When someone says the term “Byzantine” you usually think of “sneaky,” “Underhanded,” “Conniving.” Well, the Byzantine heavy cavalry was anything but sneaky, underhanded or conniving. They were as subtle as a jack hammer and hit harder too!
However, I will not be calling them “Byzantine.” The term Byzantine comes from a jealous German historian who thought that the “Eastern Roman Empire” was competition for the “Holy Roman Empire.” After all, if there was a Roman Empire, how legit could a Holy Roman Empire be? So, he called them Byzantines and the name stuck. I’ll be calling them Romans, but keep in mind that this is the Roman Empire AFTER the western half fell.
Now, on to the heavy cavalry of the Roman Empire and its origins. So, from the sixth century Roman Empire, we travel back to ancient Persia when they were fighting the Greeks lead by Alexander the Great. Well, Alexander was whooping up everything from Macedonia to India. To counteract his lethal killing machine, the Persians put on as much armor as they could and charged out Well, it didn’t work for them against Alexander, but nothing really did. The concept stuck though. When the Roman Empire began to be beaten by two bit barbarian tribes with tons of horses, they figured “Hey, maybe we should be some horses!” Before they had been using “Allies” as part time cavalry, but they never cared for it much. But toward the end, they began using heavy cavalry. They even began making armor approaching plate armor that wouldn’t be seen in Europe for hundreds of years.
However, they couldn’t quite use the heavy cavalry to its full potential because they didn’t have stirrups to keep the cav trooper in the saddle. Well, the Eastern Empire had an advantage…it was in the east…where the Sarmatians were. The Sarmatians were a nomadic barbarian nation that loved horses and happened to have invented stirrups. Well, the Romans looked at this and said, “Hey! This is great! Now we can crack skulls AND stay in the saddle!”
Thus was born the Roman (Byzantine) Cataphract!
The Eastern Empire fought the Persians and Nomads from the Russian Steppes, so they fought a lot of cavalry focused armies in very open, spacious lands. This made the army become more and more about the cav.
The old Roman legions were long gone. Now infantry took a back seat and the cavalry was the weapon of choice! The cataphracts were expensive of course and most came from the professional army units stationed in the capital, Constantinople. The rest of the armies were conscripts and mercenaries.
The armor of the cataprhacts had several layers. First, they had a layer of padding, then chain mail, then lamellar ( a scale mail that points up; protects against attacks from below, just what a cav trooper wants!) And on top of that is a long felt jacket that protects against arrows how cevlar protects against bullets, by absorbing the impact. The jackets were dyed in the colors of their units. (Unit specific colors are something that wouldn’t be seen in Europe for many hundreds of years later.) This combination of armor proved rather effective. When fighting the Normans, Emperor Alexios was surrounded and was struck several times by Norman spears. He managed to escape with spears still stuck in his armor. They had cone helmets that would deflect head blows and not smash through. The cataphrats, though heavy cavalry, often carried bows and acted as horse archers. They’d have small bucklers strapped to their arms. The front line cataphracts would carry oval shields, two swords in a way that Samurai did, one curved, one straight and a mace. The mace was to fight other armored opponents and often marked who was an officer.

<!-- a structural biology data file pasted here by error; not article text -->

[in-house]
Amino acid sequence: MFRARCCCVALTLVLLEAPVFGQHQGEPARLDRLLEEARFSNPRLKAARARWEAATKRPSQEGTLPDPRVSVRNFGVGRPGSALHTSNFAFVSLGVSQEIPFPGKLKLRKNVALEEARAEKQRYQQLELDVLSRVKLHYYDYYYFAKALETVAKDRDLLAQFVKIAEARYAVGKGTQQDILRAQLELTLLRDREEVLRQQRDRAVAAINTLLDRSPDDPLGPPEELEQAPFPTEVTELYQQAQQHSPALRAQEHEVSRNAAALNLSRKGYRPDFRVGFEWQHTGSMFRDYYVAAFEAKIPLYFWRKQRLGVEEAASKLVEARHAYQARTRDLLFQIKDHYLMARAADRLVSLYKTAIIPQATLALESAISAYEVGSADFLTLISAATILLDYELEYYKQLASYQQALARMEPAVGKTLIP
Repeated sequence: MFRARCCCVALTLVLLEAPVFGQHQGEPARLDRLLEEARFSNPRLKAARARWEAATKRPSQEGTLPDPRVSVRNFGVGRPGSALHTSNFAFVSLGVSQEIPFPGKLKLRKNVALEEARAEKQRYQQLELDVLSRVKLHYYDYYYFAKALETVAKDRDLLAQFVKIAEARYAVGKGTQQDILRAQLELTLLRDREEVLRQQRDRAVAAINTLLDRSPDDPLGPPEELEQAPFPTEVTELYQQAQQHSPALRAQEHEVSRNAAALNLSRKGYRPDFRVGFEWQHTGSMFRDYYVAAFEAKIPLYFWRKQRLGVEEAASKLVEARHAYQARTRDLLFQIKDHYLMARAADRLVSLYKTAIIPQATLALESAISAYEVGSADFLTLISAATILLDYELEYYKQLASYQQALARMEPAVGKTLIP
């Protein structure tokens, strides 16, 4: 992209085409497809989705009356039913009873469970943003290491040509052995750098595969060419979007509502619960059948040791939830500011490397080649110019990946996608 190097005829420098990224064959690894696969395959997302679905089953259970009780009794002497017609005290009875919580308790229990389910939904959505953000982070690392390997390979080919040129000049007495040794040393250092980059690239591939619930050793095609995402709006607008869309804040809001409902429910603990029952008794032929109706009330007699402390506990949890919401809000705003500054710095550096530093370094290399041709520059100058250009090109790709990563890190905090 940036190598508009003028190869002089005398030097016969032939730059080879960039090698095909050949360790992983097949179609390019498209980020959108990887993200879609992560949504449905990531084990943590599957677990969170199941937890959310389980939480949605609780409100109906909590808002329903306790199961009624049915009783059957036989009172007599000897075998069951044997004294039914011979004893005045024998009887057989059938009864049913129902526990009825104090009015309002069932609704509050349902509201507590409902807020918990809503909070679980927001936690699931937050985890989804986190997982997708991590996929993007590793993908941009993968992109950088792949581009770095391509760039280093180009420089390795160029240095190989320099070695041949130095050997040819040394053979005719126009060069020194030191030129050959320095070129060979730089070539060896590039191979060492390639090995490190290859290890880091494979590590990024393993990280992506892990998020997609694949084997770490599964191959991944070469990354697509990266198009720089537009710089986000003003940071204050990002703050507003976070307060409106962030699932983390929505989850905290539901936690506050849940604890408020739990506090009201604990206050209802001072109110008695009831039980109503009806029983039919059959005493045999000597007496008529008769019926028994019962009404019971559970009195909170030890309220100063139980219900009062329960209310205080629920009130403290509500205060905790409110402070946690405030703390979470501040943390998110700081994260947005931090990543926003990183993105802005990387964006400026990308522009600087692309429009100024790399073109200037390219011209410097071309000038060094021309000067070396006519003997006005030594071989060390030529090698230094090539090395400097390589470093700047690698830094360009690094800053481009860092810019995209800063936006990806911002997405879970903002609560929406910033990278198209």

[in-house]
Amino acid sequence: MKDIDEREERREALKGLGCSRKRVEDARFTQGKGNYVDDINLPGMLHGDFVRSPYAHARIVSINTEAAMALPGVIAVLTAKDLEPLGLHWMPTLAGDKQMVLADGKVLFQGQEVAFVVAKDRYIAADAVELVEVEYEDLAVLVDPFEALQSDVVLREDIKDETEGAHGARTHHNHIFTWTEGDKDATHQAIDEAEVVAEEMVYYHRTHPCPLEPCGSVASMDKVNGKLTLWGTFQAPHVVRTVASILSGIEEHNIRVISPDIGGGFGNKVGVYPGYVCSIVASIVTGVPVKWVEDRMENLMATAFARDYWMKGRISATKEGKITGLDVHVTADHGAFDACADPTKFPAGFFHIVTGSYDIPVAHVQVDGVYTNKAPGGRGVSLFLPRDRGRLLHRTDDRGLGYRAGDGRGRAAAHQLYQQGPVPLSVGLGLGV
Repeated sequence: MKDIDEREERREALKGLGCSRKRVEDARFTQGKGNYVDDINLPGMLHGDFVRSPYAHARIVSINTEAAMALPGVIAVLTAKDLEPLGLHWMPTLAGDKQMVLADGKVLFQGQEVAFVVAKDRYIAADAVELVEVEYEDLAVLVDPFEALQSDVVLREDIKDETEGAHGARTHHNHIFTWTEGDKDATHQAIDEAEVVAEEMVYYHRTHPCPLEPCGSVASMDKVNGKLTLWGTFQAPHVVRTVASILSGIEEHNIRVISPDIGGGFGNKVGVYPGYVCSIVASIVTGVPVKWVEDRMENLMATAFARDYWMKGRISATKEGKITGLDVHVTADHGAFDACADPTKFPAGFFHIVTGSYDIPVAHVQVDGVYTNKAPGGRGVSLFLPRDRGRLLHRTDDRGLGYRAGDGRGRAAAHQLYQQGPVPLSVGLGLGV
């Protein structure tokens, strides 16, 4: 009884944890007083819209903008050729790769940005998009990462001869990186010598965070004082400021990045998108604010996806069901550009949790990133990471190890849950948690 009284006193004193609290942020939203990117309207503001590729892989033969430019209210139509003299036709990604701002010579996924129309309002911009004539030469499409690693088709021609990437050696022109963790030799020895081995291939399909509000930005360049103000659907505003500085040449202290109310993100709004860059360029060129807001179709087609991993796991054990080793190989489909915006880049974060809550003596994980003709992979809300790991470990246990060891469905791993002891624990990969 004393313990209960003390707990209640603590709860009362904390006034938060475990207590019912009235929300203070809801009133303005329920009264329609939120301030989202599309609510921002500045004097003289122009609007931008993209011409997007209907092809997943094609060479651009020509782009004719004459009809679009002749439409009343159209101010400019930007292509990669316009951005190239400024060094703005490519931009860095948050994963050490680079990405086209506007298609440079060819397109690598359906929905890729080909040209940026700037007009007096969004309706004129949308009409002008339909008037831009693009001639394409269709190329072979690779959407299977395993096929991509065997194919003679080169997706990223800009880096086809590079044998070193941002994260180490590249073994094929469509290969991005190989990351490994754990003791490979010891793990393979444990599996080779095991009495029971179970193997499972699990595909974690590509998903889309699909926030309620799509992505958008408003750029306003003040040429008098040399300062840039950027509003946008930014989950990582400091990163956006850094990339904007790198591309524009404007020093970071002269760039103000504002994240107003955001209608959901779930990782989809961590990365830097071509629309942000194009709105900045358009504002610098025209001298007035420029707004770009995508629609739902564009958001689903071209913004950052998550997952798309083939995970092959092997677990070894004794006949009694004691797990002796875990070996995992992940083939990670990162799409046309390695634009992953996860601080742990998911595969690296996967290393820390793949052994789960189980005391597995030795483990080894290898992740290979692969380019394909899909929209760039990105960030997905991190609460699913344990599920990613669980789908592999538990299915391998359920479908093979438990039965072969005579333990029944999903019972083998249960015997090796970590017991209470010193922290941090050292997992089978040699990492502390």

To get recruits, the Empire would offer land in stead of money. The cavalry trooper would be given land that he would farm and take care of, sometimes he’d be in charge of a town or even a fort depending on how isolated the land was. This was called a “Theme system.” They would have to keep up their training and the training of whatever other forces they could muster and buy their own arms and armor. Infantry were usually poor people that needed jobs. The cavalry were usually drown from middle class or poor nobility. The officers would be rich nobility.
One thing of note, the Roman army would have combat medics with a field hospital set up two kilometers behind the front lines. One thing in the army I learned was that there were two main types of wounded, ambulatory and non-ambulatory. Those that could walk and those that couldn’t. The Romans had the same idea.
Unlike in Western Europe, anyone regardless of birth could progress up the ranks and several of them even made general and emperor. The Romans were non-judgmental that way.
One thing was the same as ancient Rome, the military camps. Every night they’d set up an elaborate and well fortified camp. Everyone knew their place, by unit and rank. The tents were round and each tent had a servant to cook and clean for them. (I wish I had that when I was in the army.)
But how did they fight?
Oh, want something more specific? Okay, The infantry would usually remain stationary while the cavalry would ride out, charge and pound the enemy and withdraw while firing arrows as they returned. The infantry were more like a mobile base where the cav could return for safety. The infantry were the anvil and the cav was the hammer.
They were very effective and kept the empire alive for thousands of years. They were only weakened by politics. The two factions of the government were the aristocracy and the military. When the military faction was in power, the empire would be successful militarily. When the aristocracy was in power, they’d let the army go and they’d loose land to their enemies. Go figure.
Cataphracts were the tanks of the Roman army. They were the insperation for the knights of Europe and their concept helped form the Middle Ages. Speaking of tanks….